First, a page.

Forgue's application was accompanied by a letter of support from former Pawtucket Planning Director Michael Cassidy, who was acting in the capacity of a land use/planning consultant. Cassidy outlined several ways in which the requested use would meet the criteria of the city's zoning ordinance. He also wrote, “Based upon my professional review of the City's Comprehensive Plan, as amended, it is my professional opinion that the proposed request is consistent with the Comprehensive Plan and the use of the property as a middle school, will have no negative impact on the surrounding neighborhood.”
However, several abutters of the property told The Times that they are upset about the charter school proposal and believe it will negatively impact the surrounding residential neighborhood. They also maintained that they and the other neighbors were not given enough information about the public hearing and think the upcoming vote on the matter is taking place too quickly.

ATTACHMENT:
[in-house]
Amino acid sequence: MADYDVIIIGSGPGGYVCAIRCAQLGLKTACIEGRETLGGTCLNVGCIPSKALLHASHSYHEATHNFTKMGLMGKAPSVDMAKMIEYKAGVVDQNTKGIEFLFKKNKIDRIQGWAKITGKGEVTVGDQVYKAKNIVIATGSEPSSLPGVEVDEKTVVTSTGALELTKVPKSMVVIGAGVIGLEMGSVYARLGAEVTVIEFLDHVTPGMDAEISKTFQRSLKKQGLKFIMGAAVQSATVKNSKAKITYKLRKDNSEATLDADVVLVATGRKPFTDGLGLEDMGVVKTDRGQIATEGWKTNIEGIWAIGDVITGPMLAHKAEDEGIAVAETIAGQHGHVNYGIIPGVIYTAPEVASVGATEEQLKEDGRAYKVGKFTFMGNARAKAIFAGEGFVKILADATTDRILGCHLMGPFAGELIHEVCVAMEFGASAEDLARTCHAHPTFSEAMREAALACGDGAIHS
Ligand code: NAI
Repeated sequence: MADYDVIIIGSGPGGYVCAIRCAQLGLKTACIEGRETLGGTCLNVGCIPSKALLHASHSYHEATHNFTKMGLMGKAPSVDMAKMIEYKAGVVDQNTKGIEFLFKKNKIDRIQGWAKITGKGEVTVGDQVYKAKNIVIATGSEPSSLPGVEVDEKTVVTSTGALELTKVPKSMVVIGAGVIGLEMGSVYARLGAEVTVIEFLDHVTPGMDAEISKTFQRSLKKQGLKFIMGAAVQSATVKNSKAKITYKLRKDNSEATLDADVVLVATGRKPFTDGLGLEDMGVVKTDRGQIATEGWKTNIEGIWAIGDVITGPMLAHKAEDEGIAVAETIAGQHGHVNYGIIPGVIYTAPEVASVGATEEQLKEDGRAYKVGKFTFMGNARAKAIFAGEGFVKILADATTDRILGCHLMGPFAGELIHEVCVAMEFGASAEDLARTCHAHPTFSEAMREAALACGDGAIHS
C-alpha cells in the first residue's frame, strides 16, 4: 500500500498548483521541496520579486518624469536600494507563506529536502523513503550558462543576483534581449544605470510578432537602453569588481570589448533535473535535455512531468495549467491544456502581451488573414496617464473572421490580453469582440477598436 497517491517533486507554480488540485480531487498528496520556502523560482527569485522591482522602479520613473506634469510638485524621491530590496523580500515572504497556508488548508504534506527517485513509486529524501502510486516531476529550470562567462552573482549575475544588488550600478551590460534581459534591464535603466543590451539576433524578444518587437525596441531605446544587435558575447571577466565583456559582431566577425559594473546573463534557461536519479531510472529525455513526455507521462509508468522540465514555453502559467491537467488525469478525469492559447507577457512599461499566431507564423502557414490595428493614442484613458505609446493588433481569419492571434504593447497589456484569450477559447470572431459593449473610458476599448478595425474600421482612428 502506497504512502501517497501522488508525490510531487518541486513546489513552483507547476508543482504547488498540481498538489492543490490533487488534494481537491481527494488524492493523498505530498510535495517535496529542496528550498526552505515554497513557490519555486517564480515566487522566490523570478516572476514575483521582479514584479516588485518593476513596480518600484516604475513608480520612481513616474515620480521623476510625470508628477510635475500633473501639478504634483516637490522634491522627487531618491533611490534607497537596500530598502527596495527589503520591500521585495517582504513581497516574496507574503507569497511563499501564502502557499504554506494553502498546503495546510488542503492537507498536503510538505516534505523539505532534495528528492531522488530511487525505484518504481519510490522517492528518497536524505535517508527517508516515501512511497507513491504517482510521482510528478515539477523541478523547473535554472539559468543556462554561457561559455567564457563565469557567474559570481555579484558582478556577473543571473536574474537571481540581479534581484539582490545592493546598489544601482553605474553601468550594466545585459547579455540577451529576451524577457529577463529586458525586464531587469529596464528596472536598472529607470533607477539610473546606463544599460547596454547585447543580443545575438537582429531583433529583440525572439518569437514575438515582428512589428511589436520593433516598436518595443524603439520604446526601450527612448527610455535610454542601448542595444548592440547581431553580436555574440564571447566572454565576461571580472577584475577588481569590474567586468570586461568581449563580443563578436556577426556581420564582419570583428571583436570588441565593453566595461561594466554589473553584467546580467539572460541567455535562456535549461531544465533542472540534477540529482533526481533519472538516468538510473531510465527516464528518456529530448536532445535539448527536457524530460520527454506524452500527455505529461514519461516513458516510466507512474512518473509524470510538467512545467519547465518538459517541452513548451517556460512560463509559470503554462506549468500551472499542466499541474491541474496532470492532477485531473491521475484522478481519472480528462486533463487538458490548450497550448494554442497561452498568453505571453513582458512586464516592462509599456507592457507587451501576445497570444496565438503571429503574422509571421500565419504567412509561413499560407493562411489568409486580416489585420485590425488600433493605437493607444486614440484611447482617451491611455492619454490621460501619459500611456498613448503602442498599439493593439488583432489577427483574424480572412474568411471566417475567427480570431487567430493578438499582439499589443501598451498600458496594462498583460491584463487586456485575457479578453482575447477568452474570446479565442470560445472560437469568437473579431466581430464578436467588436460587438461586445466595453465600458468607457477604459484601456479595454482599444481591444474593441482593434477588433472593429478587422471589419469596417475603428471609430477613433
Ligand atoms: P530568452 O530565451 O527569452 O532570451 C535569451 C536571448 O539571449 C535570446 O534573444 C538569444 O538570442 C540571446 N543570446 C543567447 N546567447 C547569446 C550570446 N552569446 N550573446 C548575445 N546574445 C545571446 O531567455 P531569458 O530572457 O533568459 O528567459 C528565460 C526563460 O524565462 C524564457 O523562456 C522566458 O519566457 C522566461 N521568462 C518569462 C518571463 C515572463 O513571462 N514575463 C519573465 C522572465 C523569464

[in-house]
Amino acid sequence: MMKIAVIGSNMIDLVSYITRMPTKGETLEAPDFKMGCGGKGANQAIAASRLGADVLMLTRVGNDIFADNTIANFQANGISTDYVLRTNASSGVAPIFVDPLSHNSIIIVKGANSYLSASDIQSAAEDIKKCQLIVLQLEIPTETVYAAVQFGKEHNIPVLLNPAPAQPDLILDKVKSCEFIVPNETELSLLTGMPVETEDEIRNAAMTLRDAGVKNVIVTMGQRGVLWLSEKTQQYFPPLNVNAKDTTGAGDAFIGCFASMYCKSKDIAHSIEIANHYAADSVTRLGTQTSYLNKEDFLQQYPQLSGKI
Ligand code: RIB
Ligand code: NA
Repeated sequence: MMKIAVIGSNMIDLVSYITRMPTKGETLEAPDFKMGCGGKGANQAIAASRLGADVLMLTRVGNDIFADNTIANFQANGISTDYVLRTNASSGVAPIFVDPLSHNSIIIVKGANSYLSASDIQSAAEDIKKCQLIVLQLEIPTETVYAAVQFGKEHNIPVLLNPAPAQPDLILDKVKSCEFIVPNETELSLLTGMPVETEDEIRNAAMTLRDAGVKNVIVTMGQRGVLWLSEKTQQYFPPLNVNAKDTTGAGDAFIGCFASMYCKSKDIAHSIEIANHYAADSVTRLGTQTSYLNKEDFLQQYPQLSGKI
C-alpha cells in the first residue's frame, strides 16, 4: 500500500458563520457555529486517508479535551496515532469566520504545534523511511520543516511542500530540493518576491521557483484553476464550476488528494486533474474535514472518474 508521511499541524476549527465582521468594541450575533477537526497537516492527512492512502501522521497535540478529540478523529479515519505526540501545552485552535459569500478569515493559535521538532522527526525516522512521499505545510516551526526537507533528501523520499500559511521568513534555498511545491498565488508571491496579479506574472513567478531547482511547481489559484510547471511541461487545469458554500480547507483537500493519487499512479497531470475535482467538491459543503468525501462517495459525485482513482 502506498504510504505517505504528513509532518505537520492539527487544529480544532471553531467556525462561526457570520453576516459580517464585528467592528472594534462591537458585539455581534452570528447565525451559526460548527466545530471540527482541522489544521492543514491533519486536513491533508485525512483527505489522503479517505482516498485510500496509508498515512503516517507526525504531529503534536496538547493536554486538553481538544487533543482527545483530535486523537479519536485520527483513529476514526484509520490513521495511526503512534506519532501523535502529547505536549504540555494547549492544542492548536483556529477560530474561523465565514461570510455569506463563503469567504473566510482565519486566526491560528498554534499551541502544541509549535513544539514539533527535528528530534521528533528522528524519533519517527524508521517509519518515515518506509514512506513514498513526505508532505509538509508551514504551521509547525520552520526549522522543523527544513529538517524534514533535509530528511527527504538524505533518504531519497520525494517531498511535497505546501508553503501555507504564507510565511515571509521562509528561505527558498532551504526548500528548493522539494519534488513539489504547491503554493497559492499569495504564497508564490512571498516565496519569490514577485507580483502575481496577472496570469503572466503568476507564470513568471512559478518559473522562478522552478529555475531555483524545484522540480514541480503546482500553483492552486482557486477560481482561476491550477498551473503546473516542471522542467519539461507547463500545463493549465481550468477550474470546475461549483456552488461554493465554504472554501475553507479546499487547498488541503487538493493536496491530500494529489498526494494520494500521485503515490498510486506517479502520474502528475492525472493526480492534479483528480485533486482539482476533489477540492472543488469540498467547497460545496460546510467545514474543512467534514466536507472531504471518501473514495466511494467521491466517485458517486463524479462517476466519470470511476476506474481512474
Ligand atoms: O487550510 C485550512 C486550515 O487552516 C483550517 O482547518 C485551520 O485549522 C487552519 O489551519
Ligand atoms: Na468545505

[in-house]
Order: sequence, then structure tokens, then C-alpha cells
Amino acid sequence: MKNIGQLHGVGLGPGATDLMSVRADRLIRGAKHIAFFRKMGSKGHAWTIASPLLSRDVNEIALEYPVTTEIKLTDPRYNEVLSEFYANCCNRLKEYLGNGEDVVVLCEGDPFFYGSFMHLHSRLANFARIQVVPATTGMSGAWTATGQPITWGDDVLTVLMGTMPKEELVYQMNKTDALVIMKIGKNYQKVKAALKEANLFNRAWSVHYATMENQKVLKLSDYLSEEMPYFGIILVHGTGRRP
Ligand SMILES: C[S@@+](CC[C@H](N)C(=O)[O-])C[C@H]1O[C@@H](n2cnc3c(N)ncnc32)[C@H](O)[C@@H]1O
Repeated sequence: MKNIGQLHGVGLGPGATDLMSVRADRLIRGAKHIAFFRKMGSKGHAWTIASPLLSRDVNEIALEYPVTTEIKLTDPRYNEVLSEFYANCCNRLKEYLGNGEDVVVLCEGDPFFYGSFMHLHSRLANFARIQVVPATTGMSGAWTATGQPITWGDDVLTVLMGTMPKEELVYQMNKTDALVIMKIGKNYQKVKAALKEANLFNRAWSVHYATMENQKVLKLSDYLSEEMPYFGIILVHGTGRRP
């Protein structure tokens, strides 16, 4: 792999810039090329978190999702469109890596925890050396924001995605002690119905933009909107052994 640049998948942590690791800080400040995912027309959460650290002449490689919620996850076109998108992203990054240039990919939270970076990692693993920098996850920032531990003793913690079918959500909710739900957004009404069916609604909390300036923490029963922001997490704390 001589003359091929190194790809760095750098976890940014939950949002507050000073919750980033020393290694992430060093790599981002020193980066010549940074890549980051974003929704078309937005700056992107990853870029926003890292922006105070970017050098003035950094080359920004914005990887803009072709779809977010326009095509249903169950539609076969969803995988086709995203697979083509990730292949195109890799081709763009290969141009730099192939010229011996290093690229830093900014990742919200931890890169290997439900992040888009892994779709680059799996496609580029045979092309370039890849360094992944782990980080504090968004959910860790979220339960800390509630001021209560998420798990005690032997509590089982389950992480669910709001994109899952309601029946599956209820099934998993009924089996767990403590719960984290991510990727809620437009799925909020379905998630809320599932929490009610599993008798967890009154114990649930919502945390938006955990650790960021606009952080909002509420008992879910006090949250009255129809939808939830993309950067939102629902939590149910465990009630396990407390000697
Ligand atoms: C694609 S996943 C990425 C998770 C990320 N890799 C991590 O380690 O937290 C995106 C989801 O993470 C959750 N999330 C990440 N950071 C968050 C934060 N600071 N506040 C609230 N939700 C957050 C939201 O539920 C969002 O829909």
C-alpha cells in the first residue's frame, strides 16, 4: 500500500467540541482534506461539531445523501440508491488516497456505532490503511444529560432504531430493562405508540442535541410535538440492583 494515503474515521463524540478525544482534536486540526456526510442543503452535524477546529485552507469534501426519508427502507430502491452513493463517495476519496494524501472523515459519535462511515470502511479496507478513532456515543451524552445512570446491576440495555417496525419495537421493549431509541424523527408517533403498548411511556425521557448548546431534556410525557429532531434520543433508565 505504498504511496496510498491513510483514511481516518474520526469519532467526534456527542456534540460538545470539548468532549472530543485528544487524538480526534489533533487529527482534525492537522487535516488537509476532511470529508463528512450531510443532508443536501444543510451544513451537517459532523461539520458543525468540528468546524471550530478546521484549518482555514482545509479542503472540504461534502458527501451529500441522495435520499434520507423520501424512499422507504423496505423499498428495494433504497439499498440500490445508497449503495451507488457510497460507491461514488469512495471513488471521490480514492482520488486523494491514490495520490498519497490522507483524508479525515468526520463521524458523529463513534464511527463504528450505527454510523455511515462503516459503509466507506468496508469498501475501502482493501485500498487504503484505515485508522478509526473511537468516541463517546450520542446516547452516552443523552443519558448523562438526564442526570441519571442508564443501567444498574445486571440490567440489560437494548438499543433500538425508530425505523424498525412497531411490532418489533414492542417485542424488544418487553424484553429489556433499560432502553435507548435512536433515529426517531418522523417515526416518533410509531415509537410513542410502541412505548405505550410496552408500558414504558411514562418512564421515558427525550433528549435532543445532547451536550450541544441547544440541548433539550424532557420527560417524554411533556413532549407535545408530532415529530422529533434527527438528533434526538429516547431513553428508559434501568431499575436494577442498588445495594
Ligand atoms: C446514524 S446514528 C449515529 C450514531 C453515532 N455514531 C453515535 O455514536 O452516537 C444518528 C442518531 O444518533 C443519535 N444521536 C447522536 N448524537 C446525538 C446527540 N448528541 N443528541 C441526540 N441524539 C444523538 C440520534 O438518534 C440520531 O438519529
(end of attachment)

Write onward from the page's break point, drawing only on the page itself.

“Only eight neighbors showed up at the public hearing, because the letter only said 'secondary/elementary school.' It didn't say anything about a charter school,” said Deborah Leduke. “I think most people thought this school was something the city was doing.” She added that she and her husband, Stephen, are worried that the school will change the now-quiet area considerably with the addition of school buses, bells, increased traffic, and noise. She also said she thinks the narrow streets are going to problematic with the addition of school buses and parents dropping children off.
“We feel like this is being pushed down out throats,” agreed Sharon Dowrie, who lives on Roosevelt Avenue close to the proposed school. She and her husband, Shane, who have three school aged children, also say they are concerned about the additional bus and car traffic, parking issues, and noise that the school will generate. She pointed out that as a non-profit, the charter school would likely not be paying any taxes to the city, while still being in need of municipal services.